Being new to the sector also knowing that this first-round victory needed to be consolidated while the iron was still hot I organised a visit to NDDB with the new APC, Mr Saxena, who was also new both to the APC set up and dairy sector. At IRMA, yet another creation which had visible impact of its Chairman, Dr Kurien. We saw how innovatively the faculty were selected i.e. through taking a live session in class by the applicant Lecturers, the selection board also participating in the live class session. The student also had a say in awarding marks to the applicant Lecturer ! NDDB was awash with the impact of the meeting which had taken place at the Krishi Bhawan, every senior Manager wishing to have a separate session with the two of us, explaining their point of view, trying to prove that their Division was not at fault. We very patiently heard all of them. This also taught us a lesson as to how work is organized at the NDDB level, how every one works 24×7 and how slack indeed we had been ourselves !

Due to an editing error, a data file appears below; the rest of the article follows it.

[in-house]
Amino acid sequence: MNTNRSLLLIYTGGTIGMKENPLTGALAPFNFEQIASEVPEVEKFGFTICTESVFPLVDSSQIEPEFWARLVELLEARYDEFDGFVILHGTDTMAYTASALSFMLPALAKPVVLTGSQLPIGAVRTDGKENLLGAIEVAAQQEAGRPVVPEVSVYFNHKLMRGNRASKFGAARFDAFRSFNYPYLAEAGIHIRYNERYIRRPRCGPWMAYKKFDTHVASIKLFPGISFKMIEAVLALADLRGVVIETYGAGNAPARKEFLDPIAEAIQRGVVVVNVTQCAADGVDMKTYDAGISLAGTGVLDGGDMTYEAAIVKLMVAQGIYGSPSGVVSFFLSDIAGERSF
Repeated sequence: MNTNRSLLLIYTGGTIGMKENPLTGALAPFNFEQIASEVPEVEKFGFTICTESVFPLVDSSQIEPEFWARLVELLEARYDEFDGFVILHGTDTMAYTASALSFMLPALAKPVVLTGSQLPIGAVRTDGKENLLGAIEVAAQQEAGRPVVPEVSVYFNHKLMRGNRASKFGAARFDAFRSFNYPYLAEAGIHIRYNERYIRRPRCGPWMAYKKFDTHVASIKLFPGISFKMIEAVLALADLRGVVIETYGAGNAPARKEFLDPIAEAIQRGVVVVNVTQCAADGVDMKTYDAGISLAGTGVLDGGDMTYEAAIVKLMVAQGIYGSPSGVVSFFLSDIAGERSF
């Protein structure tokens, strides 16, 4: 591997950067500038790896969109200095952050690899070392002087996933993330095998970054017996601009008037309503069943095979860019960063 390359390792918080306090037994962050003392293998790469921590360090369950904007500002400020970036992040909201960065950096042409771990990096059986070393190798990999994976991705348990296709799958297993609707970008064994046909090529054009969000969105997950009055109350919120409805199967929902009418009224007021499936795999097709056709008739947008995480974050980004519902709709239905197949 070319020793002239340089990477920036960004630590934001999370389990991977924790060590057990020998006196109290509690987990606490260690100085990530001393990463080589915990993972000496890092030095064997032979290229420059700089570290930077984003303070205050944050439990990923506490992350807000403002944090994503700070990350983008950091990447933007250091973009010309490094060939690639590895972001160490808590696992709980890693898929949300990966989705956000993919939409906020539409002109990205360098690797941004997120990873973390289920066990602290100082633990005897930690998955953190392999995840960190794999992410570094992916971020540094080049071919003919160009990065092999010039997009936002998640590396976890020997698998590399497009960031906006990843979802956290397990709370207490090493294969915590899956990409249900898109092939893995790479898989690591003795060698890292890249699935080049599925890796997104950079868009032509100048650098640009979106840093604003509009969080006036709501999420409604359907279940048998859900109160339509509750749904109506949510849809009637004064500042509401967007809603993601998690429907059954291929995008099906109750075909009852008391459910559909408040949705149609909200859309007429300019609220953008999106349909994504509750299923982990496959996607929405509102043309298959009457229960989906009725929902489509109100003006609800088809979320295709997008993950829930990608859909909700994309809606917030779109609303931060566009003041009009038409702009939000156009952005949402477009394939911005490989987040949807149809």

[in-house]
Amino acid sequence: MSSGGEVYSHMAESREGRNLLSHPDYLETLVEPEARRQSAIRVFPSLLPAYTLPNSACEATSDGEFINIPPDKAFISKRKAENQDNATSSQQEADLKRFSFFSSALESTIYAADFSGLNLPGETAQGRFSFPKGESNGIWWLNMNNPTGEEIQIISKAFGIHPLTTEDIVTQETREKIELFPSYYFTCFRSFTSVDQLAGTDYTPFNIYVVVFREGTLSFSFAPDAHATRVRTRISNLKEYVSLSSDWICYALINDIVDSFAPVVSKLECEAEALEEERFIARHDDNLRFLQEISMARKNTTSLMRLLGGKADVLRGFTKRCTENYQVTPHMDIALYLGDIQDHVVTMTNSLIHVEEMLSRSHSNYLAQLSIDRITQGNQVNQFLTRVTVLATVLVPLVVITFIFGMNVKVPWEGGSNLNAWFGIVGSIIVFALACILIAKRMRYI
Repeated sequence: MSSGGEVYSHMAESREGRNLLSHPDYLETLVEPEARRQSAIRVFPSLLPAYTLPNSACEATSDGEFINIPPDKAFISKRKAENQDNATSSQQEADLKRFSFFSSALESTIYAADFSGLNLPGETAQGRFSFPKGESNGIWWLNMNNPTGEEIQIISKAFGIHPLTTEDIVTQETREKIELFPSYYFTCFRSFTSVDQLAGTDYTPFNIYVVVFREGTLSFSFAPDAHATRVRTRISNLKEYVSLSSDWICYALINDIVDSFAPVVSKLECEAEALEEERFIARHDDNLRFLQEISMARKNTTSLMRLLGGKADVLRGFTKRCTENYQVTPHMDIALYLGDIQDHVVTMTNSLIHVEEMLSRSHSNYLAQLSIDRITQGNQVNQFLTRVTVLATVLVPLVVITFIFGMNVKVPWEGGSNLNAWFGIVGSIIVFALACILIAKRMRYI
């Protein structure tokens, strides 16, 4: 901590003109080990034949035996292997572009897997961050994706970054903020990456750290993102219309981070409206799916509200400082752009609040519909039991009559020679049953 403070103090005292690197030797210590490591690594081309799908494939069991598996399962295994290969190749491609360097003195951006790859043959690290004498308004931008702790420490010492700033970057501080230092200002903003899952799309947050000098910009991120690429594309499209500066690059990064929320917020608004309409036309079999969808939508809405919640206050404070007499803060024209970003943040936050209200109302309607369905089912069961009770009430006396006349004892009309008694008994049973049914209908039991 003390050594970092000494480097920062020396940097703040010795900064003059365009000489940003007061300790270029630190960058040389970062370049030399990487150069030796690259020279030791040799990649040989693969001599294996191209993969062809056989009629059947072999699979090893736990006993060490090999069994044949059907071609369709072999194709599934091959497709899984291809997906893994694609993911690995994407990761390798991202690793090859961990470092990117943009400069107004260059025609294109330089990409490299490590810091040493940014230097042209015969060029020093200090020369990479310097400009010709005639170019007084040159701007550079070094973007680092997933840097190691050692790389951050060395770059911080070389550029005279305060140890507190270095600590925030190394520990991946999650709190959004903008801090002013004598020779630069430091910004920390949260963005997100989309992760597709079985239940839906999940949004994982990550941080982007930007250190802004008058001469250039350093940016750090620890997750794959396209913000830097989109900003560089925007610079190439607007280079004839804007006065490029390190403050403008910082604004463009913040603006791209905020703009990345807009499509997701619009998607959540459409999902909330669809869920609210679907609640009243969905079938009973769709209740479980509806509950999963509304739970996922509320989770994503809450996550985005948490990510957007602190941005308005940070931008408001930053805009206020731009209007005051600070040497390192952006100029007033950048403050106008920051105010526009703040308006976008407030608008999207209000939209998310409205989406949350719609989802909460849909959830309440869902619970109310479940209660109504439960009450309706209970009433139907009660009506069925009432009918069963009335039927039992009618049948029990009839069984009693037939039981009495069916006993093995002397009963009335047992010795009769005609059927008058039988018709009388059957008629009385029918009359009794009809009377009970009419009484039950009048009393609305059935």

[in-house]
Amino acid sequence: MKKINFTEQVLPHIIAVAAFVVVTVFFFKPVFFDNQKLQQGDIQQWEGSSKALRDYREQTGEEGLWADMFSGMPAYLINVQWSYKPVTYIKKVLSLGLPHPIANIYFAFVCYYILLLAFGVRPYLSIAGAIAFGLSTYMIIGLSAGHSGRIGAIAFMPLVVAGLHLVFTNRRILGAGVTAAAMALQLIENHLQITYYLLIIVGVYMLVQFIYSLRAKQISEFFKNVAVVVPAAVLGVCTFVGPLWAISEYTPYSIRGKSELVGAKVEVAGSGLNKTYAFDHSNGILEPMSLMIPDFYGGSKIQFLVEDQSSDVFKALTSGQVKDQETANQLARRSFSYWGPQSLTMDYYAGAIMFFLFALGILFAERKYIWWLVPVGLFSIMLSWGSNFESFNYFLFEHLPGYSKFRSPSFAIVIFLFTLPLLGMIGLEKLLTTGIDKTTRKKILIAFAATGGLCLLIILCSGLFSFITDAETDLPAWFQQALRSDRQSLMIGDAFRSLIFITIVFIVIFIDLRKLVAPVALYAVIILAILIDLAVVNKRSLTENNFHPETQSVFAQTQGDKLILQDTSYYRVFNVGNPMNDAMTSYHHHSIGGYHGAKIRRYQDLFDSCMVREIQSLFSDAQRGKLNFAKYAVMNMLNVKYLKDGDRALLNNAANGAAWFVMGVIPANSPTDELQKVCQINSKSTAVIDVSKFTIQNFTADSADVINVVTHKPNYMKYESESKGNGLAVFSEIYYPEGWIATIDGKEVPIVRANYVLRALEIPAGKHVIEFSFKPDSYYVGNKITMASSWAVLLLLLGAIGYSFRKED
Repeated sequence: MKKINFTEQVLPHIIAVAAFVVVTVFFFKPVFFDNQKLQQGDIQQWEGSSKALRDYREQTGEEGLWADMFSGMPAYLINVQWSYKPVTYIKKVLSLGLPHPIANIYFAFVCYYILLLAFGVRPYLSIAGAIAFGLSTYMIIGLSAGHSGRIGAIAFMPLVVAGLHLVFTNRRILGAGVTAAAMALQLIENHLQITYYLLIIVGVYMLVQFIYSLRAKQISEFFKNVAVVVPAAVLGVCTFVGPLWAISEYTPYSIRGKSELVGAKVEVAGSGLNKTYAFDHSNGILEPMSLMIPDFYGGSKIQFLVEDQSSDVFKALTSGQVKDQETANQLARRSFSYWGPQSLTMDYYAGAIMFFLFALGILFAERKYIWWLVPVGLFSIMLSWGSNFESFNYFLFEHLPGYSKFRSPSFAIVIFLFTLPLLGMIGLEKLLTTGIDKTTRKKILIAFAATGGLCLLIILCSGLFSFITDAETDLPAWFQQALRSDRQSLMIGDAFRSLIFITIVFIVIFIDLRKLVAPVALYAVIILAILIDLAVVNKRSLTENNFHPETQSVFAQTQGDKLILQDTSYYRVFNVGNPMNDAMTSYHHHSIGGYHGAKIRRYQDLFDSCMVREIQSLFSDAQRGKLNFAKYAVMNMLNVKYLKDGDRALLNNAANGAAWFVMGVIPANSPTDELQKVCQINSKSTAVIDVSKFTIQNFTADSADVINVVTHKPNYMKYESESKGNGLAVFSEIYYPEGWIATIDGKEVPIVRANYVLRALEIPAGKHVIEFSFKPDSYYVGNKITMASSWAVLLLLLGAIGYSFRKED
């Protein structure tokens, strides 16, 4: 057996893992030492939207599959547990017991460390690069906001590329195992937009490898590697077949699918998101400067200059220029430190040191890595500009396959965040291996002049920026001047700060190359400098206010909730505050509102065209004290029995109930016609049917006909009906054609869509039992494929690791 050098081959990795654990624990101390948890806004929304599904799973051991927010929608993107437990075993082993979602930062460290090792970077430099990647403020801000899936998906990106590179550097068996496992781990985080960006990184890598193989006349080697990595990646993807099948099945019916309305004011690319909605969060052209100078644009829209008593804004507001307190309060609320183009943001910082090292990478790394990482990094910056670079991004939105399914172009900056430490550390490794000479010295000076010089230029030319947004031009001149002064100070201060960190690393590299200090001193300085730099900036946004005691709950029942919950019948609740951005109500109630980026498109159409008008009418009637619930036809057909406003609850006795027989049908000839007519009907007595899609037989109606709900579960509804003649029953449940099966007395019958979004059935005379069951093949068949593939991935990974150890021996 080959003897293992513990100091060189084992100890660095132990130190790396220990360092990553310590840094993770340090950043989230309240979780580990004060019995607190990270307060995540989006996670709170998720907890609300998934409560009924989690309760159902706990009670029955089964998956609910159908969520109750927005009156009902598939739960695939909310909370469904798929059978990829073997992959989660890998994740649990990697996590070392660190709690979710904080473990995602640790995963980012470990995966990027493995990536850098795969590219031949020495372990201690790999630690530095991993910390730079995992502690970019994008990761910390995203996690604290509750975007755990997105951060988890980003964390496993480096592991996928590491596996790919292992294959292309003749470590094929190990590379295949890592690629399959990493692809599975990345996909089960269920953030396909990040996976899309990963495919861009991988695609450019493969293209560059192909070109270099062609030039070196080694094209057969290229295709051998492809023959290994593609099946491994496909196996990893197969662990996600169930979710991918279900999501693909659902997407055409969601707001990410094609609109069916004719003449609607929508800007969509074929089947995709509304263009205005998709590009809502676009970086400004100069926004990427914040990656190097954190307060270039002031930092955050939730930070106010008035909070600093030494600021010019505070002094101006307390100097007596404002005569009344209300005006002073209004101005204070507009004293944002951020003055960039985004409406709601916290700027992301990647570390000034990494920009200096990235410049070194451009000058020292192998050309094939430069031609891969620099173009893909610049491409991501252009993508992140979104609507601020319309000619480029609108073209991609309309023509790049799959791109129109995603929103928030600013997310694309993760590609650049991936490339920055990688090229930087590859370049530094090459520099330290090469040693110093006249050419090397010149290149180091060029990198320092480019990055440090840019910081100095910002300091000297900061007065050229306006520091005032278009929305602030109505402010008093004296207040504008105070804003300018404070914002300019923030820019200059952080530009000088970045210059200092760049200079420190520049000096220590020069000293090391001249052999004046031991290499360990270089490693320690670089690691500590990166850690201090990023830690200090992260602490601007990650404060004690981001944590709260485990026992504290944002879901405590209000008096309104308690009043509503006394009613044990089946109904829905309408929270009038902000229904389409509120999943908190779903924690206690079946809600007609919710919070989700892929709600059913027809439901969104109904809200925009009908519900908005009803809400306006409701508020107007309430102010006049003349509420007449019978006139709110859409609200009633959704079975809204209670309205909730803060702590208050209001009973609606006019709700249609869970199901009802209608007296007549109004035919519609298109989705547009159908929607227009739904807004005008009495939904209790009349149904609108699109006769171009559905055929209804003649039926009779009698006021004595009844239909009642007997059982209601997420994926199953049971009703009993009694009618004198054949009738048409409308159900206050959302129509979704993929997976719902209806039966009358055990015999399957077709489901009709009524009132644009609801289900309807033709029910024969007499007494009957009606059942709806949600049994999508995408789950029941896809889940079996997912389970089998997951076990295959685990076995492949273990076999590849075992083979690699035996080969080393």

Results ? The State co-ordinator NDDB, Lucknow was recalled back to NDDB headquarters changed by another experienced hand, GM Finance Agarwal got his marching orders, and  many others received their individual pink-chips and thereafter things speeded –up with a break-neck speed. At our own end the impact was no less earth-shaking as we ourselves re-organized ourselves and started developing a new work-culture at the PCDF headquarters and out at the Milk Unions level. On my part I commenced preparation of Work manuals, systematising all related works, paying attention to long over due audit reports and of course, a intensive round of field, visiting each and every Milk Union, every potential district, revamping the Dairy development sector, which was outside the fold of Operation Flood. From a hitherto adversarial relationship the equation between the PCDF and State Coordinator, NDDB, staffchanged into that of comraderie and a joint team, overnight. It was a win- win situation for both the organisations From that of a spy of NDDB the State Co-ordinator now received welcome from the MD, PCDF as a Friend, Guide and Philosopher..